What about if a blizzard stranded you in your home? Shouldn't the government (FEMA) and National Guard help you because you can't help yourself? Or should you and your neighbors dig yourselves out because you live in an area with seriously strong winter weather?
Also, the wildfire victims. Should the government not help those people because they knew they were living in an area where wildfires could occur? Or people living in tornado alley? What if you were in an airplane and it crashed right after take off. Should no one come to help you because, "You know there are dangers to flying and should help yourselves escape an enflamed fuselage." Where would it end.
I'm sorry monstertruck, but it's the responsibility to help people in need. Not fund them for the rest of their lives, but help them. It's just the 'good person' in me to know that people need help.
and dmas, I know it is ultimately our responsibility to help ourselves. But it's the government's responsibility to keep us safe from levee breaches, crime, terrorism. You could also say it's our responsibility to defend ourselves against murderers and terrorists. Maybe we should all form militias and do away with the Army. Suburban moms can form their own Mommy Militias.
also monstertruck: no one is going to leave new orleans because it is under sea level. It can be protected from that. Look at the Dutch. Their entire nation is below sea level but have not been flooded for decades.. longer probably but I'm going by memory. The government decided to protect its nation, people, and history by building a secure and safe flood protection system designed by engineers. I'm sure a poor rural housewife could not design something like that on her own.
The last flood in the Neatherlands was 1953. According to Wikipedia "Officially, 1,835 people were killed in the Netherlands, mostly in the south-western province of Zeeland. 307 were killed in the United Kingdom, in the counties of Lincolnshire, Norfolk, Suffolk and Essex. 28 were killed in West Flanders, Belgium". It was the result of a combination of spring high tide and a large storm in the area. Time will tell if, when such a combination of events happen again, changes have solved the problem. My guess is flooding will happen there again, and again, they will persevere.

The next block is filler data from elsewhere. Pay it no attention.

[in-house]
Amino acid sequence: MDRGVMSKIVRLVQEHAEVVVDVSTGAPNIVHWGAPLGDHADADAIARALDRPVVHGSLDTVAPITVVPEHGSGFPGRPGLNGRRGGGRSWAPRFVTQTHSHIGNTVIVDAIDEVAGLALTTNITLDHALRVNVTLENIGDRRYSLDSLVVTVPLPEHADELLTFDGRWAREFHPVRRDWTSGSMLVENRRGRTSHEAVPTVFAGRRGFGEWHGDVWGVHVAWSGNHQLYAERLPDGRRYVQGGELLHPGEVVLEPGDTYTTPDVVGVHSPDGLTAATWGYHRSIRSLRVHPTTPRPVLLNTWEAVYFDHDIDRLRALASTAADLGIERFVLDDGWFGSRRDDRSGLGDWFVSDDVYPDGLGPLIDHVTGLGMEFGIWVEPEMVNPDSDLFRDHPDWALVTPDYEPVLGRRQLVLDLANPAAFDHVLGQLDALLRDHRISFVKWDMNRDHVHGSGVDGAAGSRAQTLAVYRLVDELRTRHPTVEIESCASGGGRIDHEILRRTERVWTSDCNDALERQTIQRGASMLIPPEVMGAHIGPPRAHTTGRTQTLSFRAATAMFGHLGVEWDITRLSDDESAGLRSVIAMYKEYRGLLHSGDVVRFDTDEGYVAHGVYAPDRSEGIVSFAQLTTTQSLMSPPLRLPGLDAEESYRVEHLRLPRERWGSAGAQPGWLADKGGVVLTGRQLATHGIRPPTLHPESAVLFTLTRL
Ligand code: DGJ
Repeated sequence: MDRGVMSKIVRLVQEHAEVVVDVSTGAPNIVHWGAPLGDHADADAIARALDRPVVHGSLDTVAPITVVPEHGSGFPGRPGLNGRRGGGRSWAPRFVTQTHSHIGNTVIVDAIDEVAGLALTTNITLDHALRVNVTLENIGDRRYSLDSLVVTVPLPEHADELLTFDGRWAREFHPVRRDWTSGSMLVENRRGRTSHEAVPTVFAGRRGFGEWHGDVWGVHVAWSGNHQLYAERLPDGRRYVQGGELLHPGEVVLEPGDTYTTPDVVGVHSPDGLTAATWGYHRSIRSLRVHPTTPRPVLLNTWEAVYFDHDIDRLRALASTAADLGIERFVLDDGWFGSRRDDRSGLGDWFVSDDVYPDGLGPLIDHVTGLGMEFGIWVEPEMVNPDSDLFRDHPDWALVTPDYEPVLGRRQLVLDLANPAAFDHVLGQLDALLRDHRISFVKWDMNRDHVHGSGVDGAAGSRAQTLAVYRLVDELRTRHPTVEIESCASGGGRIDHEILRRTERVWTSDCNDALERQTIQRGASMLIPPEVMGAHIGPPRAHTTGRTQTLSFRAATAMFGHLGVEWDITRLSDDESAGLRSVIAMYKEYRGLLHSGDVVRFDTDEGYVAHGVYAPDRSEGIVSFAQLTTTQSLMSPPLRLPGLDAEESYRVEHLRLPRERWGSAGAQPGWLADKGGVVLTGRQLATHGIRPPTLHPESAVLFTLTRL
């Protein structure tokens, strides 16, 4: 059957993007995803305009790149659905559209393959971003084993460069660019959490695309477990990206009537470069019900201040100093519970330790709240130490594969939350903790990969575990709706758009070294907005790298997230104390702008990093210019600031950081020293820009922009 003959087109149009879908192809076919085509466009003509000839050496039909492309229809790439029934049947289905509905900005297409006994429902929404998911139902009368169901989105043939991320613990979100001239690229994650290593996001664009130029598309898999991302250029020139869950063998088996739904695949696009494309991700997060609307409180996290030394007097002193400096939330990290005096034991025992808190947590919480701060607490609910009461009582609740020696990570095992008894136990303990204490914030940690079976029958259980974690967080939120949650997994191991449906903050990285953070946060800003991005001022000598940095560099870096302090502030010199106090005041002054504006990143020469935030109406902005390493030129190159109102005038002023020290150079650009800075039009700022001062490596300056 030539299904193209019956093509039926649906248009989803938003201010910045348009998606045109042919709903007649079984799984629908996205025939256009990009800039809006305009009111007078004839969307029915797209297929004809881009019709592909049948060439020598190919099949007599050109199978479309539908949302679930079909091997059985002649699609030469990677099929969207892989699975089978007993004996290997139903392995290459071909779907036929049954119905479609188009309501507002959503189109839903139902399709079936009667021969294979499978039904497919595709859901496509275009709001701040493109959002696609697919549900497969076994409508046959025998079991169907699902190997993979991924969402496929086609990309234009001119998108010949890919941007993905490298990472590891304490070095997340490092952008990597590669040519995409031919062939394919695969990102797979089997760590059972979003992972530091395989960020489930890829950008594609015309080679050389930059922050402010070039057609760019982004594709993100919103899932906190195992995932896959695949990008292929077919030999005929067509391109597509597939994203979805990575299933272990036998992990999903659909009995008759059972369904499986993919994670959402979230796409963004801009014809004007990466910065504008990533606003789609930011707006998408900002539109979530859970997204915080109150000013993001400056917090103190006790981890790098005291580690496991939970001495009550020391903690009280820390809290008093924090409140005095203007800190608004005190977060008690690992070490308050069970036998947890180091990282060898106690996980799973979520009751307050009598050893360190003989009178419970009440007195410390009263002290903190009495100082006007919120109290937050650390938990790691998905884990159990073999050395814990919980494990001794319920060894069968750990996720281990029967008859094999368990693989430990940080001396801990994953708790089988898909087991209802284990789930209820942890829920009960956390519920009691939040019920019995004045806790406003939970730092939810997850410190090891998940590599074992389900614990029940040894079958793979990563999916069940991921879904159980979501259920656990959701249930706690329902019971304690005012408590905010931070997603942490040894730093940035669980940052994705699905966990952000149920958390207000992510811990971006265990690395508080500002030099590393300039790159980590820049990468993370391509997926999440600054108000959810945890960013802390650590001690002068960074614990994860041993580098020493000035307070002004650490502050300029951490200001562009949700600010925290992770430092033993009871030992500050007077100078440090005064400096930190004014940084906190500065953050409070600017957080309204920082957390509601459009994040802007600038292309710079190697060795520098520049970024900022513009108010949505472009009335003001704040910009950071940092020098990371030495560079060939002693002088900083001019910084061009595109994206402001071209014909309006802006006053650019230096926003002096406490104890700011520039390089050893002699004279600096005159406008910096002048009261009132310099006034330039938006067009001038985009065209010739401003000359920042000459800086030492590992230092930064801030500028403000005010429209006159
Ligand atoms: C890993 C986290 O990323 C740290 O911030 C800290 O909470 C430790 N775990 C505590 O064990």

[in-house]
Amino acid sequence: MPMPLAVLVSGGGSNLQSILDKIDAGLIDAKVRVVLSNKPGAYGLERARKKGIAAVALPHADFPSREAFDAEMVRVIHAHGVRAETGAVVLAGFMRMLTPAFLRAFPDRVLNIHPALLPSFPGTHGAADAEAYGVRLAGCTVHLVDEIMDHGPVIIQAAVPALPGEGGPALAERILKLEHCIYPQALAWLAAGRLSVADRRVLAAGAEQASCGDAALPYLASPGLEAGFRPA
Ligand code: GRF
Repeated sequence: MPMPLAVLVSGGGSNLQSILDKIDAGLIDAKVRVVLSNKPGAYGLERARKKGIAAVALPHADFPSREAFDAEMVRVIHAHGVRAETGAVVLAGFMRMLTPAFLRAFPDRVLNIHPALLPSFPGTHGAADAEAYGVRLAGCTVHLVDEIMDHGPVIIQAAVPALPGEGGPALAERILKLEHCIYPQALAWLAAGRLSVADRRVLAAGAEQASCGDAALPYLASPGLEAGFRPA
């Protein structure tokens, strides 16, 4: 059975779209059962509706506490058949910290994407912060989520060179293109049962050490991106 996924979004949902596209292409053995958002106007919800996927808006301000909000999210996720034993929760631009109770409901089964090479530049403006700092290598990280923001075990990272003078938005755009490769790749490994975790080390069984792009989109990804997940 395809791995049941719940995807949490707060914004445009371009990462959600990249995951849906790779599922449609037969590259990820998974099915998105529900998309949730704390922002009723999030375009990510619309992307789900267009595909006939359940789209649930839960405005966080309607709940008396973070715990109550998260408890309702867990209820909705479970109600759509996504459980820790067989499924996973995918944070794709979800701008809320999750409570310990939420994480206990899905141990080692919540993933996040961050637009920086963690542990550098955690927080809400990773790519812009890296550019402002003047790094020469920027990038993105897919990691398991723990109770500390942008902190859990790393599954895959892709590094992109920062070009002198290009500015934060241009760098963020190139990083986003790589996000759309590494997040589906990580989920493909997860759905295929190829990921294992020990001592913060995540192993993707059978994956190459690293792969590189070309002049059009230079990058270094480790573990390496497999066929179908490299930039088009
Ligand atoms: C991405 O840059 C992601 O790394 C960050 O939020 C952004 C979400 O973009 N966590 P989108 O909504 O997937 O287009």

One reason the Neatherlands can exist (about half the surface area about 1 meter under sea level) as it does, is that it doesn't sit in the path of seasonal hurricanes. That's a big help. The Dutch also are smart about the way they handle the situation. Instead of just blocking the water to keep it from coming in, they created dikes, and paths for it to take. They manage the water as best they can, and prepare for flooding. They deal with it.
There is a price to pay for living under sea level. There is a price to pay in one way or another for living just about anywhere in this world natural disasters happen.
So, are you suggesting that no help arrived at all? There was no relief? I think there was help, and there was a huge effort to help those affected by the floods. It's a big job, and there are going to people who don't get help in time. There is no way to fix every problem that crops up in these kinds of situation. You just have to do the best you can. But still, with the help, each individual needs to do his or her part. I think that was done too. I know my company has a shipyard in New Orleans that was severly flooded. We sent a medical team, and a bunch of people and set up a phone center where employees could call in and get assistance from Textron. Despite that fact that there was basically no place to work as the facilitiy was flooded, no employee was let go, they continued to reciever their paychecks during that downtime. The company paid for, and shipped out trailers for each of the affected employees and paid their utilities for 6 months while they got back on their feet.
Anyway, all this talk about FEMA and the suits are unrelated. Apparently the suites are directed at the US Army Corps of Engineers for not securing the levees, allowing the flooding to happen in the first place.